We are not told what John said when the executioner came for him, but Mark leaves us in no doubt that John was a holy man, a righteous man and the kingdom of which he had preached and the forgiveness that he had offered would win in the end. For light always wins over darkness. It is an ugly, brutal story that offers encouragement to stand up for what is right and true and it offers us hope. This may seem a daunting even impossible ask but we are not alone, and Paul reassures us that God will not test us beyond that which we are able to stand.
In our epistle reading today we find continued reassurance as Paul writes in his letter to the Church at Ephesus: Hear his words again:
Blessed be the God and Father of our Lord Jesus Christ, who has blessed us in Christ with every spiritual blessing in the heavenly places, just as he chose us in Christ before the foundation of the world to be holy and blameless before him in love. He destined us for adoption as his children through Jesus Christ, according to the good pleasure of his will, to the praise of his glorious grace that he freely bestowed on us in the Beloved. In him we have redemption through his blood, the forgiveness of our trespasses, according to the riches of his grace that he lavished on us.
Were you able to take all of that in? It is one of my favourite passages of scripture but difficult to understand when there is so much information in one hit. In the original text it was all written without punctuation!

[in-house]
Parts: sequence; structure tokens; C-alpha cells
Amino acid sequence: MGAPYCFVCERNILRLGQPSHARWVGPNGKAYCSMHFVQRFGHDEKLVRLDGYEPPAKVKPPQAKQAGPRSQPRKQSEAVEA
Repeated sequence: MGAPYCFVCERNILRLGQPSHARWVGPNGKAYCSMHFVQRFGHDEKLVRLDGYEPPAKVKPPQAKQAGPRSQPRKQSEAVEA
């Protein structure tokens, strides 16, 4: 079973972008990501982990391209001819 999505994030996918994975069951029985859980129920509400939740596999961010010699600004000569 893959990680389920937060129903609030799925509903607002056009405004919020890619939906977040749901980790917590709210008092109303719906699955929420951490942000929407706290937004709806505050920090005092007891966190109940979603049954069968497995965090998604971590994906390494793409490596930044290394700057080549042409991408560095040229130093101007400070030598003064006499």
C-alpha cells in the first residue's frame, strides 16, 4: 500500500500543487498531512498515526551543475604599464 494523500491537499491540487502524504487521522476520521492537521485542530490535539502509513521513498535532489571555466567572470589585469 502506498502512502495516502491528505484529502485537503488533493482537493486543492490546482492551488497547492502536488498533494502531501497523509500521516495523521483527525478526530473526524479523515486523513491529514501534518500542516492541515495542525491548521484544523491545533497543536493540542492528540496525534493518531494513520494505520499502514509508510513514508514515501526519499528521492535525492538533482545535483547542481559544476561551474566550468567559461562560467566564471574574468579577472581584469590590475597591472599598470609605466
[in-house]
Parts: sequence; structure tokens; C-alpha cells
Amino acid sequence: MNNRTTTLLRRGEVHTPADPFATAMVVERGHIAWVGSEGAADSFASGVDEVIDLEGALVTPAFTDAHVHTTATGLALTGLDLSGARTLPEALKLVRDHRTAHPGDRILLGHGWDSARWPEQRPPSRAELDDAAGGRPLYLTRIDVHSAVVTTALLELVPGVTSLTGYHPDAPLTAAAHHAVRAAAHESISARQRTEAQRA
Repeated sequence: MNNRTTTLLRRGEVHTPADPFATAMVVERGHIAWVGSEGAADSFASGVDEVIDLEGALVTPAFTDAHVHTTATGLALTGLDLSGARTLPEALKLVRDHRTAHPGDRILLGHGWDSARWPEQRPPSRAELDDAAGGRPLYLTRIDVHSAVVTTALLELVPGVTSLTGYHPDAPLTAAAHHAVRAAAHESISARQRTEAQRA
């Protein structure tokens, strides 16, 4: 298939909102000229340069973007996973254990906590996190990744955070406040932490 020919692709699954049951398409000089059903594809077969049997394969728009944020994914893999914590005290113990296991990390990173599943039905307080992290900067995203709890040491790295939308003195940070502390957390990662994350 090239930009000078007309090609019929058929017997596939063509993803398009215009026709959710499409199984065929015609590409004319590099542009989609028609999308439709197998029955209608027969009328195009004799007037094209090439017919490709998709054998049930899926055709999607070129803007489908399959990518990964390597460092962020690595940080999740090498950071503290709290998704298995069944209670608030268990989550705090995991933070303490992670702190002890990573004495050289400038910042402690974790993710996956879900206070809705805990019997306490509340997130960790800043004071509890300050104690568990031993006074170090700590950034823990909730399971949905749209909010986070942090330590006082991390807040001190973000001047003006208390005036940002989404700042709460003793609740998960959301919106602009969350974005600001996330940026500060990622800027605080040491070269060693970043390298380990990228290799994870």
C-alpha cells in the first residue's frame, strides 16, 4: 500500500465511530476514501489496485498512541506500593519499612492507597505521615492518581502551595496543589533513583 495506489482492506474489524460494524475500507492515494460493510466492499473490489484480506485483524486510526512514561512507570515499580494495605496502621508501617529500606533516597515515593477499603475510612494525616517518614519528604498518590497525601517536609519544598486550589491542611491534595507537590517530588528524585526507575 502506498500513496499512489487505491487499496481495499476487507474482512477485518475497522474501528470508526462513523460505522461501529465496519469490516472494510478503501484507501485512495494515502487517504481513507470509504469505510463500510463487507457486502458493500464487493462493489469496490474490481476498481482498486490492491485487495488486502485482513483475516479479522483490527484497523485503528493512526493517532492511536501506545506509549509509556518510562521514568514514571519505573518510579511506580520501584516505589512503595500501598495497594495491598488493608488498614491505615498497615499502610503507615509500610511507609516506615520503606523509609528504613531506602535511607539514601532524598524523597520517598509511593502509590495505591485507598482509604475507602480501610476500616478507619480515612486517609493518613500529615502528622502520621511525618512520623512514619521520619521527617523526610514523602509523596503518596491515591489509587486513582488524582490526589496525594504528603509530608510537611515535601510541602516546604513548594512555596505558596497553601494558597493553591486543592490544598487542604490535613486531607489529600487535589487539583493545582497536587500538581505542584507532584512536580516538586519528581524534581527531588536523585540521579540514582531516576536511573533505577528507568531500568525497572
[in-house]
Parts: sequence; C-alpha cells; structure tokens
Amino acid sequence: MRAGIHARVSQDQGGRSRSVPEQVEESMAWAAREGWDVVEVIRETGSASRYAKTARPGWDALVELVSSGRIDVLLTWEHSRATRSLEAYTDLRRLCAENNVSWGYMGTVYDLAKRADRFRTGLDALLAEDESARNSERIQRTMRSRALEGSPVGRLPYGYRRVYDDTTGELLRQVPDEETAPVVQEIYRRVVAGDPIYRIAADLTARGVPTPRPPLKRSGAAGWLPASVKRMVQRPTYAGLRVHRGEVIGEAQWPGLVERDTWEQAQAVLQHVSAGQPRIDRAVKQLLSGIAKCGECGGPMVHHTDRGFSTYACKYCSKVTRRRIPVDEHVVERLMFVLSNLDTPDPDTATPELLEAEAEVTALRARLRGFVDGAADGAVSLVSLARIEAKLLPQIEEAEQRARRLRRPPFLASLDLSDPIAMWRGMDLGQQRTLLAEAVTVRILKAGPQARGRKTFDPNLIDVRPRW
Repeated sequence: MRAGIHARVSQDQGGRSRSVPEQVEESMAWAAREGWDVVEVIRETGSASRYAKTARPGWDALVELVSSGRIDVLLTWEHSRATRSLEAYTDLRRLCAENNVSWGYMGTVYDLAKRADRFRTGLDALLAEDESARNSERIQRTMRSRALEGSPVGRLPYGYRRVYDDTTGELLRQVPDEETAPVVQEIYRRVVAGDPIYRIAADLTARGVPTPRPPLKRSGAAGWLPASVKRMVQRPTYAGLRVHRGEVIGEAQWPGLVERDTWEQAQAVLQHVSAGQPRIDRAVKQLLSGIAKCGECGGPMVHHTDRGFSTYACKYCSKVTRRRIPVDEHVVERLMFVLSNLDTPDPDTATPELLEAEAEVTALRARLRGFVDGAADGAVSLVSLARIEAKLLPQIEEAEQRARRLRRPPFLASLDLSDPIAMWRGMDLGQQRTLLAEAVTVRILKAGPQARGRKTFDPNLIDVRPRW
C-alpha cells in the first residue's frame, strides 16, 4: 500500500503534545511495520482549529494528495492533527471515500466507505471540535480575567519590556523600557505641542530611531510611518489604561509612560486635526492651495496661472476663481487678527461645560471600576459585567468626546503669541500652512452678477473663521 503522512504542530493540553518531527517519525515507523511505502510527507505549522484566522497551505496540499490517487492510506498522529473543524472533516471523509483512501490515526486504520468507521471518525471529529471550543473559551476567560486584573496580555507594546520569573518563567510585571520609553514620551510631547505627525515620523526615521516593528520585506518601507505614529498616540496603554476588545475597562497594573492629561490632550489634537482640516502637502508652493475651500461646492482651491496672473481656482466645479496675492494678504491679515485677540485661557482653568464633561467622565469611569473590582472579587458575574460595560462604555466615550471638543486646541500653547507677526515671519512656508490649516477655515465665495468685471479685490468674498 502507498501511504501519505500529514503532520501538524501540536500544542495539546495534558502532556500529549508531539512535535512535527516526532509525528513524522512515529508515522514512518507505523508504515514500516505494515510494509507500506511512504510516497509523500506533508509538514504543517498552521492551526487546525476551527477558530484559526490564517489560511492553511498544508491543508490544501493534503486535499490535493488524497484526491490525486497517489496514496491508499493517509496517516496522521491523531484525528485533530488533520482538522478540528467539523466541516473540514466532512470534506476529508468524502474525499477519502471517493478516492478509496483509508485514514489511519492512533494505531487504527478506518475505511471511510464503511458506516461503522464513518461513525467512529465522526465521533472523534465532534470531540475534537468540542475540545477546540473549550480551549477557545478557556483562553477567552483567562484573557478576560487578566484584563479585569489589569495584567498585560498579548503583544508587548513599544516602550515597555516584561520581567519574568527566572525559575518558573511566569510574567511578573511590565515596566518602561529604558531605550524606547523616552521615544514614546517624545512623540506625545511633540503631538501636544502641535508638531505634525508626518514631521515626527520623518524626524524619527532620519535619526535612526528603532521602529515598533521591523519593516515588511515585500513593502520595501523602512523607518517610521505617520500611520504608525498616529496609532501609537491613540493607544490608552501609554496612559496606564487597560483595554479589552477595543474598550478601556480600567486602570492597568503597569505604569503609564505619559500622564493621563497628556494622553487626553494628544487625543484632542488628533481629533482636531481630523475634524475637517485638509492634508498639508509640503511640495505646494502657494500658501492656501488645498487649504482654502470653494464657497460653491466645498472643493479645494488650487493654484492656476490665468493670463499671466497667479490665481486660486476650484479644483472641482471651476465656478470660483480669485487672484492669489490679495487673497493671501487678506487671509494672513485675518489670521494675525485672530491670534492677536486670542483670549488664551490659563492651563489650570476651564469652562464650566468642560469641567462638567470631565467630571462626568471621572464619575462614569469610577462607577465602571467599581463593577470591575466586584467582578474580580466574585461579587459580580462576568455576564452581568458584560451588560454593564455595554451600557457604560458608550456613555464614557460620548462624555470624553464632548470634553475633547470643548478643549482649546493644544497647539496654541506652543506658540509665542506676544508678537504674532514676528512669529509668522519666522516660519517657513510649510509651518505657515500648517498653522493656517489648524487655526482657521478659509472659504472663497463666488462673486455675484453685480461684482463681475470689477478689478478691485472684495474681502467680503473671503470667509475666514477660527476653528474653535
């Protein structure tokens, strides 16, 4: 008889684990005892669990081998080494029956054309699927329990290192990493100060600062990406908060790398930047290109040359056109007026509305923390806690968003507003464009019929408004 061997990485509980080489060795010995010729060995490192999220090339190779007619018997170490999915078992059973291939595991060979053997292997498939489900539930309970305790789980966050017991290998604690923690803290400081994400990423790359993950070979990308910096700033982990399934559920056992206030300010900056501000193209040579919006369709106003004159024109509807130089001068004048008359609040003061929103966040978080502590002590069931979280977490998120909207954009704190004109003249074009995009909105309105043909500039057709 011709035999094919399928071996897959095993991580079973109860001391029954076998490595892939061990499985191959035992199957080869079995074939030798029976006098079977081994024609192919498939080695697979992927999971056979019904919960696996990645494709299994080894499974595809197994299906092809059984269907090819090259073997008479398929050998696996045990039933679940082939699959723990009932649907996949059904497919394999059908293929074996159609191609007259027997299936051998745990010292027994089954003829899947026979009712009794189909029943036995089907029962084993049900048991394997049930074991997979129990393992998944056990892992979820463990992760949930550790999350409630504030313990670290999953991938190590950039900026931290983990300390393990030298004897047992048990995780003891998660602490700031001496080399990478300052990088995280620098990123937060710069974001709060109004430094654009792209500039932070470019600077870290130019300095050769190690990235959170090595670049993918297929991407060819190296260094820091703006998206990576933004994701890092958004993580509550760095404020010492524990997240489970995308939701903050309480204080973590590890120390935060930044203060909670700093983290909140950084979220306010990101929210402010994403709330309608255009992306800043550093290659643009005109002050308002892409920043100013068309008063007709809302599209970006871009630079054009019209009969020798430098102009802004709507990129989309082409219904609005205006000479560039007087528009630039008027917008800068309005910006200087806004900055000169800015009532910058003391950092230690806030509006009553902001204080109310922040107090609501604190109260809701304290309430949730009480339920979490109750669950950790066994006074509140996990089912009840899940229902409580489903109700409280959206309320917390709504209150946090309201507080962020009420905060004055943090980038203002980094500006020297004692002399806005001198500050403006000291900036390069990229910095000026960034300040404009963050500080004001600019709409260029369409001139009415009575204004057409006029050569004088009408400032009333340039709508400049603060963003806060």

This is my interpretation which may make it easier to digest.
Praise be to the God and Father of our Lord Jesus Christ.
Why? Because in Jesus Christ he has blessed us with every spiritual blessing:
In Christ he chose us
In Christ he loved us
In Christ he saved us
In Christ he adopted us as his children.
Chosen, loved, saved and adopted – those four words describe how God deals with us; people who sometimes disobey him, who often disappoint him and who are certainly not the perfect model yet: he chooses to love us and save us and adopt us as his own. Chosen from the beginning of time, before the world came into being. God is on our side, he promises never to leave us whatever life throws at us.
What Paul wrote in his complicated sentences was that the all-knowing, all-present Almighty God of the universe came to us as a baby in Jesus Christ. He gave himself as a sacrifice on Calvary, so that he could look at us and see us as holy, blameless and acceptable in his sight. WOW!
No matter what might happen to us God the Holy Spirit is with us, guiding, teaching, comforting and reminding us that we are his children and he loves us. We do not need to be anxious about tomorrow nor what the future may hold for us. We do not need to worry about standing up for what we know is right for we are the chosen, loved, saved and adopted children of God.
No wonder Paul writes in his opening sentence:
Praise be to the God and Father of our Lord Jesus Christ, who has blessed us..
Praise be to God indeed. Amen